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Financial market participants who have been following the news have probably noticed the recent debate between proponents of ESG and those who claim to be anti-ESG. ESG stands for Environmental, Social, and Governance, and from this structure, a type of investing has formed that is more socially conscious and takes into account risks typically associated with companies structure, the environment, and overall society at large (as well as potential opportunities within those areas). ESG is becoming increasingly popular among large institutional investors, with the percentage of investors implementing ESG strategies rising from 61% to 72% between 2019 and 2021. This is partly due to the satisfaction from the performance of ESG investments and partly due to sustainability regulations becoming more prominent in Europe and other areas around the world.
Anti-ESG, on the other hand, describes the opposition to ESG investing strategies. In the United States, many prominent Republican politicians have spoken out against ESG and have taken steps to prohibit state investment funds from doing business with asset managers that use ESG principles. Although ESG investing is still on the rise, it’s important to understand where this anti-ESG movement is coming from and debunk the myths often associated with ESG investing.
1. “ESG investing is a fad that will fade over time”
ESG investing has existed for decades, with investors in the late 90s beginning to take into account the ‘triple bottom line’ (financial, social, and environmental factors) in determining the value of a company or equity and investors utilizing divestment strategies for social purposes as far back as the 70s. It’s only grown in popularity in recent years, and with current regulations from the EU and the US emphasizing sustainability more than ever before, it’s better to embrace ESG and ESG investing than to dismiss it as a ‘fad’.
2. “ESG hurts returns and contradicts the concept of fiduciary duty”
The fact that so many institutional investors have already implemented ESG strategies in many of their portfolios and the rising popularity of ESG itself easily refutes this claim, as it would hardly have the notoriety it does if ESG hurt rather than helped profits. However, we also have years of studies to refute this claim as well, such as the 2006 Oxford study demonstrating the positive relationship between investments that incorporated ESG strategies and performance, or the paper published by a Wharton Business School professor demonstrating how “100 best companies to work for” outperformed their peers in terms of stock returns, and multiple other papers that have come afterward. If anything, incorporating ESG strategies supports the concept of fiduciary duty.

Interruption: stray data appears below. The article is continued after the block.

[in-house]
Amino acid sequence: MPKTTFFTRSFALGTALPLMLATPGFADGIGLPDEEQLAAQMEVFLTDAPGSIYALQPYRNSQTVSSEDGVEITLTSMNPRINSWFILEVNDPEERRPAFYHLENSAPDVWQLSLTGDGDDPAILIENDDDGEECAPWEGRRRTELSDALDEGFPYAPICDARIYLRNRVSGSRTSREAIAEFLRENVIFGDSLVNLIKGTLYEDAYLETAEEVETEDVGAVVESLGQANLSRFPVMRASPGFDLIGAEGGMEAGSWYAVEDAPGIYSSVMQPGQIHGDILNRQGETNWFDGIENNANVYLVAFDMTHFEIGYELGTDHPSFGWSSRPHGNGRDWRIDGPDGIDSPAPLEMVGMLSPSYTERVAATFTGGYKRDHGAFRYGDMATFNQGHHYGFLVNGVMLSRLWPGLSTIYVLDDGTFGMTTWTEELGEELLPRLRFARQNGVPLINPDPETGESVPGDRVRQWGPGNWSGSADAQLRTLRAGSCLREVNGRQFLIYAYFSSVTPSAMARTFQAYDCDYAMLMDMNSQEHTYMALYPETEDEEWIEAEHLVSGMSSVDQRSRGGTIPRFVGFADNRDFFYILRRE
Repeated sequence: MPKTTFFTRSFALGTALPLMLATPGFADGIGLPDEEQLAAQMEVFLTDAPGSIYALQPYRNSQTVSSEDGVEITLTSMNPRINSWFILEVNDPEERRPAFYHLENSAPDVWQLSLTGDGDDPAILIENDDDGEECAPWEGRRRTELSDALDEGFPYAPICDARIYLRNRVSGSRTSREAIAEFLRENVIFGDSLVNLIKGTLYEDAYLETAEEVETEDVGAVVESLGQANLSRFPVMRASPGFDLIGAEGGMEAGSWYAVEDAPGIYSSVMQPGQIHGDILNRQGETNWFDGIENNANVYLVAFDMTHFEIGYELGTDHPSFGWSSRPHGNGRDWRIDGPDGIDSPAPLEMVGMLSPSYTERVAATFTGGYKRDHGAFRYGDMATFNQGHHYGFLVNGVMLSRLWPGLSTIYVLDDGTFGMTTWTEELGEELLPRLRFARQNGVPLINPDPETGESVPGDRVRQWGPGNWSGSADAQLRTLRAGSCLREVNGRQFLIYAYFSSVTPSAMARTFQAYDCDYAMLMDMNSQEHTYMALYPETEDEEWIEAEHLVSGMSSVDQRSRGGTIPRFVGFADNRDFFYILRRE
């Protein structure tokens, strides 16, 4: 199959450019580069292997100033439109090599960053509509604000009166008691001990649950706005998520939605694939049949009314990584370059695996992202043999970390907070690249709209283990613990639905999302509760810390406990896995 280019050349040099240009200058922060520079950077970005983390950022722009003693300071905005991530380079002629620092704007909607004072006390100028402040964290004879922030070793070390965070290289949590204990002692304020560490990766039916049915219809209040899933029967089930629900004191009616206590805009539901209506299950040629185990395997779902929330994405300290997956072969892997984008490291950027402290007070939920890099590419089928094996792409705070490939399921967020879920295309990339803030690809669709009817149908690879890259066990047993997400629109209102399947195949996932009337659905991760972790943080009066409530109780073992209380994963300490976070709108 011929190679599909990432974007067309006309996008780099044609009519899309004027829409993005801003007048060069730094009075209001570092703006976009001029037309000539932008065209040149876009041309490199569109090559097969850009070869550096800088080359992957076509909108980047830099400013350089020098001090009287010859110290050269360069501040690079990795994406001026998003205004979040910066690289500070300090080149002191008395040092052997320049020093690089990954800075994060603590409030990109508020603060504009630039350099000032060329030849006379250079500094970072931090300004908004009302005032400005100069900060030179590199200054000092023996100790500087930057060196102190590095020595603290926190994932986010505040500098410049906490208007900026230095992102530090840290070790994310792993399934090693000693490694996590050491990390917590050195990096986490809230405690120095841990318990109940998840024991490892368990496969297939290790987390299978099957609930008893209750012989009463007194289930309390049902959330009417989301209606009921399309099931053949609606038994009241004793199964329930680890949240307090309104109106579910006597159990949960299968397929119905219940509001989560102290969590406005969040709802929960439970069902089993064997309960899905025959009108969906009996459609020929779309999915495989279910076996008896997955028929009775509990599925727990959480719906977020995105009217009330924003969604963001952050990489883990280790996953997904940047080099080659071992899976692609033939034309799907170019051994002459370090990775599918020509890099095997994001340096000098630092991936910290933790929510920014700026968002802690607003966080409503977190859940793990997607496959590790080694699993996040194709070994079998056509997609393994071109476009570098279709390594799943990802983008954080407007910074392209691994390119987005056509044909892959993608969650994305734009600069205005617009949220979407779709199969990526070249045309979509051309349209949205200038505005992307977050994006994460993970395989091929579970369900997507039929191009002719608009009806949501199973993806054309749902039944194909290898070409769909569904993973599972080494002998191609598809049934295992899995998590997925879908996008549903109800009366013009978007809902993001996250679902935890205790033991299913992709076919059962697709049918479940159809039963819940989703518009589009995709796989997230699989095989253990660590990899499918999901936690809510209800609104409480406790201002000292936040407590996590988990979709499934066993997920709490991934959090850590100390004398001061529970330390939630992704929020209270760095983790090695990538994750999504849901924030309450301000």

3. “ESG investing is too subjective and lacks standardization”
While the lack of standardization has been a bit of an issue, many governmental bodies and different organizations have come together to help create a global standard for ESG reporting and related disclosures, such as the SFDR and Taxonomy. Additionally, many guidelines and frameworks also exist to help ease the reporting process and data collection for investors, such as the GRI, SASB, and more. In terms of subjectivity, most of the information being reported is either quantitative or, if qualitative, has to be proved, and the stringency of these standards are being continuously reviewed and improved upon.
4. “ESG investing is too focused on social issues and ignores financial performance”
ESG is not any more focused on social issues than it is on environmental and governance issues. While investors may decide for themselves whether they want to focus on one area of ESG more than the other, most investors tend to take into consideration all aspects when applying ESG strategies to their portfolios. This is because incorporating ESG strategies can lead to higher financial performance, something discussed previously in point two. However, if an investor took aim at one pillar of ESG, that is okay too, many investors are building portfolios with a curated impact profile that can appeal to a specific audience with matching values.
5. “ESG investing is too political and will lead to biased investment decisions”
If ESG investing is political, it’s only because of movements like anti-ESG that seek to politicize it. The concept of ESG investing itself is apolitical and simply provides another strategy to investors looking to maximize their returns and minimize risks associated with the environmental, social, and governance aspects of their investments. It’s not any more or less biased than another investment strategy that prioritizes the maximization of returns coming from one’s investments. Attempts to treat it as something other than such will only lead to investors becoming disadvantaged when developing their investment goals.
At the end of the day, anti-ESG is another attempt to politicize something for some political (and potentially even economic) gain. However, it doesn’t change the fact that ESG investing is increasing in popularity and becoming more important to an investor’s financial returns. We urge our audience to direct their focus to the increasing importance and prominence of ESG and learn how it can help your investments in the long run.
Physis is a fintech company that offers investors a variety of sustainability offerings and data to track the impacts of their investments, including insights on a company’s ability to meet its COP27 commitment! We make it easy for institutional investors to prove the sustainability of a company or fund beyond the ambiguous ESG score. Find out how we can help you today!